• tsnet allows an application to join your tailnet directly, which simplifies deployment. golink is a single static go binary that can run practically anywhere. It doesn’t require a Tailscale client to be installed and doesn’t require root access, since tsnet manages its own Tailscale connection.
  • MagicDNS makes it possible to host golink at the short URL http://go/ without needing any browser extensions or DNS hacks to resolve the host name. It just works, even on mobile devices.
  • Because Tailscale authenticates all peer connections, users are automatically authenticated without needing to do anything. There is no separate identity provider, no protocols to implement, and no user database.

By running golink on your tailnet, Tailscale doesn’t see the links you create or the content of the links. Your DNS queries pass through your device’s local Tailscale DNS proxy, but they are not logged.

Just enough features

After completing the initial prototype, we migrated the JSON files to sqlite (as we do) and set out to add just enough additional features to make golink useful but not too heavy. I drew some inspiration from the go link service at Twitter, adding support for getting link metadata by appending a “+” to a URL: go/name will resolve the link, but go/name+ just serves information about the link without resolving it. We made links case insensitive and ignored dashes, eliminating a common problem in some implementations where go/enghandbook and go/eng-handbook might resolve to different destinations. We kept a simple ownership model where links can only be updated by their owner, ownership can be transferred simply by editing the link, and orphaned links can be taken over by anyone on the tailnet. We track basic stats so that the golink homepage can list popular links to help with discovery.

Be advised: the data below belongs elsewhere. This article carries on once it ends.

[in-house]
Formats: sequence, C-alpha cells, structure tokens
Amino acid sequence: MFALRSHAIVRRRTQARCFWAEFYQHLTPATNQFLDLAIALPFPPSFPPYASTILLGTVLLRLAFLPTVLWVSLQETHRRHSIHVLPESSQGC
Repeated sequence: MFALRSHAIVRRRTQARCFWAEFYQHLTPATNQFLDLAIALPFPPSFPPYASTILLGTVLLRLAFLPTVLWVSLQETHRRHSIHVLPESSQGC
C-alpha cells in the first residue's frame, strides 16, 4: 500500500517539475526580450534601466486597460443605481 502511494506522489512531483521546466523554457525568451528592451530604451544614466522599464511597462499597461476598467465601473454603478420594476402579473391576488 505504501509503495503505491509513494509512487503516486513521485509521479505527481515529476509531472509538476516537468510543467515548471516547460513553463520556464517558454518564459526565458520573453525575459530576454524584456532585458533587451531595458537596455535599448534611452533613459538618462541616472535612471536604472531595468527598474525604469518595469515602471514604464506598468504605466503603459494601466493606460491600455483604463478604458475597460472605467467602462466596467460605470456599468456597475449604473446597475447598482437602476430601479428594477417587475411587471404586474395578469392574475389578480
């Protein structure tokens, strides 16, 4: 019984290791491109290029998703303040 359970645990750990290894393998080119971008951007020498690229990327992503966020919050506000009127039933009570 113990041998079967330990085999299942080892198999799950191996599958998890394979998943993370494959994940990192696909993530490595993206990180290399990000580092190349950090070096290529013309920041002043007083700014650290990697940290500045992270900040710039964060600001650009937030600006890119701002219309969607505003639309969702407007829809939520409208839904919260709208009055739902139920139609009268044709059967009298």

But my favorite feature by far is templated links. It’s pretty common for go links to have any remaining path segments after the link be appended to the destination. So, for example, if go/who redirects to http://who/, then go/who/amelie would go to http://who/amelie. But what if you don’t simply want to append the remaining path, and instead include it in a query parameter? golink solves this by using go templates for all destinations links. We provide a simple data object containing the remaining path data, as well as some basic functions for escaping values. Seeing templates inside of URLs looks a little unusual at first, but you can quickly see how incredibly powerful it is.